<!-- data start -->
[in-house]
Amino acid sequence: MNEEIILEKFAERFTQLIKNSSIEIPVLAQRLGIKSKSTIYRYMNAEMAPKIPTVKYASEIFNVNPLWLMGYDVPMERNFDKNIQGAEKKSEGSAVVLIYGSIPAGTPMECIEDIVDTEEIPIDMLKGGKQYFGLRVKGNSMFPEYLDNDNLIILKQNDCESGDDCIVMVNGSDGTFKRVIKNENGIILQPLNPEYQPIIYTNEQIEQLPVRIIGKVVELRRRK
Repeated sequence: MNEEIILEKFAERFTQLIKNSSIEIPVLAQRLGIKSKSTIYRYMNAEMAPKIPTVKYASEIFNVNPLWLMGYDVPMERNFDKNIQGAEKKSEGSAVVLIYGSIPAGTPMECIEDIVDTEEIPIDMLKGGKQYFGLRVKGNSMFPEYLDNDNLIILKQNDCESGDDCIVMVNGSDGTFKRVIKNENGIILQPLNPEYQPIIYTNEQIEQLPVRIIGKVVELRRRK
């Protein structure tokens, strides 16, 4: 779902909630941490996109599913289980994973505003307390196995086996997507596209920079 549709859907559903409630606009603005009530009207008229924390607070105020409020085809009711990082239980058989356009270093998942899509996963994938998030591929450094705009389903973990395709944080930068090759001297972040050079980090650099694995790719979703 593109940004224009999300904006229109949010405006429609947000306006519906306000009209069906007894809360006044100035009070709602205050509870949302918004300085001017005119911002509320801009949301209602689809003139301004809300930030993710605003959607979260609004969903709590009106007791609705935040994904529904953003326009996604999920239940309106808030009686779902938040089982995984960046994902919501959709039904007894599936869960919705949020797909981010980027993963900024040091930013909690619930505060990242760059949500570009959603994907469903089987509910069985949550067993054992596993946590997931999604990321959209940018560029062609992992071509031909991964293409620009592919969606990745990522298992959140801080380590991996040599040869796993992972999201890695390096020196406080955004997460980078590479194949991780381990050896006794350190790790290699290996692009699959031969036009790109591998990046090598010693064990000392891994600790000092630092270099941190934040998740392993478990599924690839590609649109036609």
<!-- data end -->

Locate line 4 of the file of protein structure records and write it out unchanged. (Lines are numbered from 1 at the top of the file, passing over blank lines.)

């Protein structure tokens, strides 16, 4: 779902909630941490996109599913289980994973505003307390196995086996997507596209920079 549709859907559903409630606009603005009530009207008229924390607070105020409020085809009711990082239980058989356009270093998942899509996963994938998030591929450094705009389903973990395709944080930068090759001297972040050079980090650099694995790719979703 593109940004224009999300904006229109949010405006429609947000306006519906306000009209069906007894809360006044100035009070709602205050509870949302918004300085001017005119911002509320801009949301209602689809003139301004809300930030993710605003959607979260609004969903709590009106007791609705935040994904529904953003326009996604999920239940309106808030009686779902938040089982995984960046994902919501959709039904007894599936869960919705949020797909981010980027993963900024040091930013909690619930505060990242760059949500570009959603994907469903089987509910069985949550067993054992596993946590997931999604990321959209940018560029062609992992071509031909991964293409620009592919969606990745990522298992959140801080380590991996040599040869796993992972999201890695390096020196406080955004997460980078590479194949991780381990050896006794350190790790290699290996692009699959031969036009790109591998990046090598010693064990000392891994600790000092630092270099941190934040998740392993478990599924690839590609649109036609």